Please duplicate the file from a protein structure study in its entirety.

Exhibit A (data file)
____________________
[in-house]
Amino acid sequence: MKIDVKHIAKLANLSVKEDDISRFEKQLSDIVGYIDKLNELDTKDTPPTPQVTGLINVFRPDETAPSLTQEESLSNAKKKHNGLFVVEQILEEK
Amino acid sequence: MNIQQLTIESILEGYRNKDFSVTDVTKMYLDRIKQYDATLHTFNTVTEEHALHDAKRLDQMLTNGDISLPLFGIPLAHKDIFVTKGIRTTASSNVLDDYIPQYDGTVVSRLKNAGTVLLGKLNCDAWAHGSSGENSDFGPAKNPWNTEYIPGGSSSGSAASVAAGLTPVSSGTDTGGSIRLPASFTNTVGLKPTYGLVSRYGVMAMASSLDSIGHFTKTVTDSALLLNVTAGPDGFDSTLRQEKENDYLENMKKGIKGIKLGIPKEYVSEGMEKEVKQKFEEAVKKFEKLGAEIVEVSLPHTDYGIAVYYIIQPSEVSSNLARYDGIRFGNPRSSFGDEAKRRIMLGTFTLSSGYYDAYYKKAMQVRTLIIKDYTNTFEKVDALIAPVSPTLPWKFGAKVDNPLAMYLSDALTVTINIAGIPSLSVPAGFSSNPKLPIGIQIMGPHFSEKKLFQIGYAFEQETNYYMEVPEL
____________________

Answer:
[in-house]
Amino acid sequence: MKIDVKHIAKLANLSVKEDDISRFEKQLSDIVGYIDKLNELDTKDTPPTPQVTGLINVFRPDETAPSLTQEESLSNAKKKHNGLFVVEQILEEK
Amino acid sequence: MNIQQLTIESILEGYRNKDFSVTDVTKMYLDRIKQYDATLHTFNTVTEEHALHDAKRLDQMLTNGDISLPLFGIPLAHKDIFVTKGIRTTASSNVLDDYIPQYDGTVVSRLKNAGTVLLGKLNCDAWAHGSSGENSDFGPAKNPWNTEYIPGGSSSGSAASVAAGLTPVSSGTDTGGSIRLPASFTNTVGLKPTYGLVSRYGVMAMASSLDSIGHFTKTVTDSALLLNVTAGPDGFDSTLRQEKENDYLENMKKGIKGIKLGIPKEYVSEGMEKEVKQKFEEAVKKFEKLGAEIVEVSLPHTDYGIAVYYIIQPSEVSSNLARYDGIRFGNPRSSFGDEAKRRIMLGTFTLSSGYYDAYYKKAMQVRTLIIKDYTNTFEKVDALIAPVSPTLPWKFGAKVDNPLAMYLSDALTVTINIAGIPSLSVPAGFSSNPKLPIGIQIMGPHFSEKKLFQIGYAFEQETNYYMEVPEL